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The schematics look impressive. But it doesn't do anything but switch 12V on and off to get a 12V square wave which then does electrolysis on water to break water down into gaseous hydrogen and oxygen components. All the AC does is shake the bubbles off the electrodes a little faster than if you ran straight DC off the battery.
So the idea is pumping the H and O gas into your combustion chamber which is then ignited in lieu of gasoline/air. Water and heat are byproducts.
Well folks, anyone who's taken a junior high school physics class knows you won't get any more energy out of that reaction than what you put into it. There's no such thing as free energy. One will never even come close to pumping enough energy from this specific circuit to run an automobile engine... I bet this came out of some science project lab assignment.
If you like to do a cool experiment at home, setup a battery and some water in a bucket and run electrolysis. Get an old AC wall wart transformer that's lying around. The higher the voltage output, the faster you'll be able to collect some gas. You don't need to build that that fancy circuit nonsense they posted. Collect all the gas and fill into a small milk carton. Seal it up with masking tape so it doesn't all leak out. Stick in an ignitor like a sparkplug and spark it with something. KaBoooom! You've just made yourself a miniature Hindenburg. The normal disclaimers apply--I'm not liable for any damage you do to yourself :-)
i wish I could remember the polarities - but if you have a positive and negative electrode oxygen is released at one, and hydrogen at the other. Using a D/C voltage you can collect either one, but beware! Oxygen in contact with any kind of grease or oil spells instant KABOOM!
The rate the gasses are given off is the limiting factor. I've done experiments like that before, and there really isn't much gas given off compared to the amount of electrical power required. It might be feasible if it was done using a solar electric array and a storage tank(s), but it would never produce enough gasses 'on demand' to run a vehicle with it.
Think outside of the box - especially if you built it yourself
That article is so full of it, I dont know where to start. Suffice to say that the myth of "water powered" cars has been around since the 1940's along with the idea that the big oil companies have conspired to keep it "secret".
Have any of you heard of A55 fuel? It takes water and naptha, using a binder, attaches the molecules together. Supposedly, the emmissions are plain old breathable air and water vapor. The testing is being done in California at several metropolitan motor pools. This "no" emmissions fuel has had one downfall so far. It will not stay bound together for any extended period and the naptha and water will separate. Considering no one knows for sure, it most likely is the same as the fuel made by the Nazis at the end of WWII using the same two ingredients. The fuel was made at their Ploeste plant but unfortunately, there was nothing left after Allied bombings. I highly doubt it has any future outside of a large motor pool.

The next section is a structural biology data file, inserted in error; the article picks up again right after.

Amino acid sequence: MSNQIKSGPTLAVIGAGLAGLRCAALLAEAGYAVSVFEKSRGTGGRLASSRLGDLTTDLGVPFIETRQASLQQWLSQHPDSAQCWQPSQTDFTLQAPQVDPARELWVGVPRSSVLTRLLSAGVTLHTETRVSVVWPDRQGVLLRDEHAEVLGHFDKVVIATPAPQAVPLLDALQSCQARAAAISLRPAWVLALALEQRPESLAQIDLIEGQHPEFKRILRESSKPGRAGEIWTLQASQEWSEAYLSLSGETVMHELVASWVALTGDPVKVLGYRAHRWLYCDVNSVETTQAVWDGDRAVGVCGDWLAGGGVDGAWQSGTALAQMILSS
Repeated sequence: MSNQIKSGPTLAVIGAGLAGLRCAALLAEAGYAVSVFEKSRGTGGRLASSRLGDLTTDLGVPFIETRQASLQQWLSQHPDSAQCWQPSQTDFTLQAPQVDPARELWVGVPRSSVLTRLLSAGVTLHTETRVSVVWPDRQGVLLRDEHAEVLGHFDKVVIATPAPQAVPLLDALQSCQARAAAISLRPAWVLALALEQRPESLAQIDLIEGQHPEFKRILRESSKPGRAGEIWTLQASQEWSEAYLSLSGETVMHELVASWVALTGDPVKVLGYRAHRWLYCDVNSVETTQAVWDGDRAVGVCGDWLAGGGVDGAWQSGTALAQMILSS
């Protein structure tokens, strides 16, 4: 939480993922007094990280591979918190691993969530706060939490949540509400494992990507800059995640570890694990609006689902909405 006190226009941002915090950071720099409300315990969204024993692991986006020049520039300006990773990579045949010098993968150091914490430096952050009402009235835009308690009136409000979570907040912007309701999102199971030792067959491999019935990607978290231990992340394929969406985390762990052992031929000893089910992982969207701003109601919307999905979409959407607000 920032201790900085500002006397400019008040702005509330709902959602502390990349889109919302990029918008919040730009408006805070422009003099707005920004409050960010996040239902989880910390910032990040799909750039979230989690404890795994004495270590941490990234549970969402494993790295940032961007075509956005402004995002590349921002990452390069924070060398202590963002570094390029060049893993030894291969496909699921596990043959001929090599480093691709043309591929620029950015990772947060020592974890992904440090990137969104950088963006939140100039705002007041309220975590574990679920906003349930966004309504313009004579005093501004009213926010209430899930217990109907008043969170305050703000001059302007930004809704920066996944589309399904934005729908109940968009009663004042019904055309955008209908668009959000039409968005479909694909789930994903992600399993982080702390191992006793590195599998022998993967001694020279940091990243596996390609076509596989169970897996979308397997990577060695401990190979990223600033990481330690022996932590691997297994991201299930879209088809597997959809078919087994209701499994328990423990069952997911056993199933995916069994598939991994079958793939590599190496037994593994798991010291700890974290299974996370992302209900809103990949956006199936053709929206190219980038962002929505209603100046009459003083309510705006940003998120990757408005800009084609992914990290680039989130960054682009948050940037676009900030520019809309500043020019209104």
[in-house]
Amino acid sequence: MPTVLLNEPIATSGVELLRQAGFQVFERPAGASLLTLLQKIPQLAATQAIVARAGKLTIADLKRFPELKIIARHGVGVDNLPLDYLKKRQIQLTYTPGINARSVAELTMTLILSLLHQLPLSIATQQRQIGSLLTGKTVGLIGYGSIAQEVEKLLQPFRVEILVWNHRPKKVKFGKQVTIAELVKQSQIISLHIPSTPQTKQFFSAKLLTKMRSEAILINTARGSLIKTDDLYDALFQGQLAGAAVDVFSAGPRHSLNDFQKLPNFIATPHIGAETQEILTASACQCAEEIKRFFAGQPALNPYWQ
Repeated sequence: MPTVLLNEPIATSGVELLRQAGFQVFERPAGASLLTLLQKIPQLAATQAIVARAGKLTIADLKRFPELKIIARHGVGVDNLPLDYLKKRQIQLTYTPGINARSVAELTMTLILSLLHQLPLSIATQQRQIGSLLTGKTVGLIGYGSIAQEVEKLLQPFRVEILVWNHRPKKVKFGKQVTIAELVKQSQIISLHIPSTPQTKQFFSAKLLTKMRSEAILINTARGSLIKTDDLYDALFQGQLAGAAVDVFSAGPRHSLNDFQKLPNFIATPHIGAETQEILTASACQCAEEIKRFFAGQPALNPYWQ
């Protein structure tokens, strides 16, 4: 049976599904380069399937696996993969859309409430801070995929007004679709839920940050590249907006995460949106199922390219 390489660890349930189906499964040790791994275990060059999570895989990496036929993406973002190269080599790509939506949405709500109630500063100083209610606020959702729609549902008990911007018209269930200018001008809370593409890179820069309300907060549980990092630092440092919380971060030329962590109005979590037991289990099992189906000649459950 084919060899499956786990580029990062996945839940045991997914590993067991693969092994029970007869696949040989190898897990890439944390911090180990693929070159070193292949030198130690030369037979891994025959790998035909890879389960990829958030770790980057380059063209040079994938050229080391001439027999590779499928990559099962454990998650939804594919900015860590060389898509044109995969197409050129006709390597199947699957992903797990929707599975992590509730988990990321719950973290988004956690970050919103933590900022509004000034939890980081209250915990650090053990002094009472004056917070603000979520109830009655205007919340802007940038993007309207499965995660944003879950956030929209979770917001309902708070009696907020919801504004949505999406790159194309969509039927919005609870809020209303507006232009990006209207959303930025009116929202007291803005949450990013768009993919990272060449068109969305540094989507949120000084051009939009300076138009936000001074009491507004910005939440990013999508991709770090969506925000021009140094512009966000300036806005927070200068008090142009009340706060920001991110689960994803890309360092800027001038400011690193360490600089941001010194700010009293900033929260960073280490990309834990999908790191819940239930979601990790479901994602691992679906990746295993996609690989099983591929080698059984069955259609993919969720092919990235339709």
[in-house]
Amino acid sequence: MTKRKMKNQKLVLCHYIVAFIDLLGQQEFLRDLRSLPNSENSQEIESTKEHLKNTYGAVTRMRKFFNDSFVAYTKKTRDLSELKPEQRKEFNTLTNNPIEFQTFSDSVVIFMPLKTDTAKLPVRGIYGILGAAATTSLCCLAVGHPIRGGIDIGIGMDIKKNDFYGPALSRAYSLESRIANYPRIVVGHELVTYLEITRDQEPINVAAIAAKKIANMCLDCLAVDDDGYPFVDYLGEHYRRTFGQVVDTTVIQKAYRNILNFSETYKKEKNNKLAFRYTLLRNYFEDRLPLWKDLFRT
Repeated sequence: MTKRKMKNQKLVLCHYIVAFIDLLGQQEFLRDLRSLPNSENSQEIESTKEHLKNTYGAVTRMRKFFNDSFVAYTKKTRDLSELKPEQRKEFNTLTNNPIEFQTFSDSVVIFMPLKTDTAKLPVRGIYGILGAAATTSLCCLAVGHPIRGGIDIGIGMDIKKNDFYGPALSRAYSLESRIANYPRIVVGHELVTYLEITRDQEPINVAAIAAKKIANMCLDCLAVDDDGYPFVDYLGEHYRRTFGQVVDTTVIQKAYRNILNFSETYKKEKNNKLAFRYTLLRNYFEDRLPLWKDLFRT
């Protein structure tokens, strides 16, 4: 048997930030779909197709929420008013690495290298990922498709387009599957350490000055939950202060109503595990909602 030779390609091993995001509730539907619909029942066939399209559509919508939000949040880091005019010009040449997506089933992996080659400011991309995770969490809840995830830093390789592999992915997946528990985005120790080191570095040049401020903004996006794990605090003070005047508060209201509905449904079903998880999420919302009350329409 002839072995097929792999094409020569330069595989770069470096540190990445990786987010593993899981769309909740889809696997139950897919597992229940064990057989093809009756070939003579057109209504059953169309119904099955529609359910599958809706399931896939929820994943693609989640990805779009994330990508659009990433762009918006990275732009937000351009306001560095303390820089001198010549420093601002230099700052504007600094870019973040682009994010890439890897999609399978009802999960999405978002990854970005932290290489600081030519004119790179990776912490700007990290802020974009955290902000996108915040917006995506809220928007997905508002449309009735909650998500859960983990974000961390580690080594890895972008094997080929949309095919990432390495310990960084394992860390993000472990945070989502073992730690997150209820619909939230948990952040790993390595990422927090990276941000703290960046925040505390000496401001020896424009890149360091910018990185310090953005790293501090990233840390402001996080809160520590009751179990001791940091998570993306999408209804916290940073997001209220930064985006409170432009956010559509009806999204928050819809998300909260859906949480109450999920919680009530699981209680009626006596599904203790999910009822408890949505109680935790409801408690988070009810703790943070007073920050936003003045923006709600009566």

I heard years ago there was some truth in injecting water into the combustion chamber. Supposedly, some old fighter prop planes used the technology also. The liquid during combustion is quickly heated up into steam which we all know expands and hence aiding normal combustion.
Similarly, an old trick people used to do on carburated engines was pouring a trickle of water down the carb to decarbonize the pistons and cylinder heads. Apparently, the explosive effect of water vaporizing into steam was enough to blast off any crud that was in there.
I'd question claims of zero emissions and other testimonials. Chemistry is chemistry and physics is physics. Those don't change...it's just the way stuff will always work.
Water injection IS legitmate, but it does not actually burn, it both lowers peak temperatures to prevent detonation and increases power by expanding steam. It was not just used for WWII fighters but also 1950's airliners like the DC-6B. Water-alcohol injection was also used to prevent detonation in the early 1960's Oldsmobile turbocharged V-8 and turbocharged Corvair. Again, this has nothing to do with disassociating the hydrogen from water molecules and using it as fuel.
That sounds like Chevron Proformix Fuel, which is 20 percent water mixed with ordinary diesel using a Lubrizol additive that keeps the water droplets in suspension for a few weeks. It is for NOx and particulate emissions reduction at the cost of decreased power and range. http://www.chevron.com/products/prod...els/proformix/
Not exactly. Liquid water contains less energy than steam, even at the same temperature. What happens is that some of the heat energy from oxidation of the hydrocarbon fuel is transferred to the water, causing phase change from a liquid to gas and resulting in expansion an downward pressure on the piston. If some of this heat would be "wasted" by higher exhaust gas temperatures, then the overall efficiency of the engine is slightly improved.
The main advantage of water injection is allowing higher compression without higher octane fuel, which increases power and efficiency. This works because some of the water vaporizes before the power stroke, cooling the mixture during compression, preventing preignition and detonation. Lower temperatures can also reduce NOx emissions.
Last edited by jimandmandy; 08-12-2005 at 06:32 PM.
I know that, Water when converted to gas "Steam" when in a confined area produces power, Hence the Steam engine.
When we add tiny amounts of water to the fuel We are in fact making a mini steam engine. So it does contain energy. We get the benefits of cleaner NOx, pistons, heads and the main one A denser air/fuel mixture.
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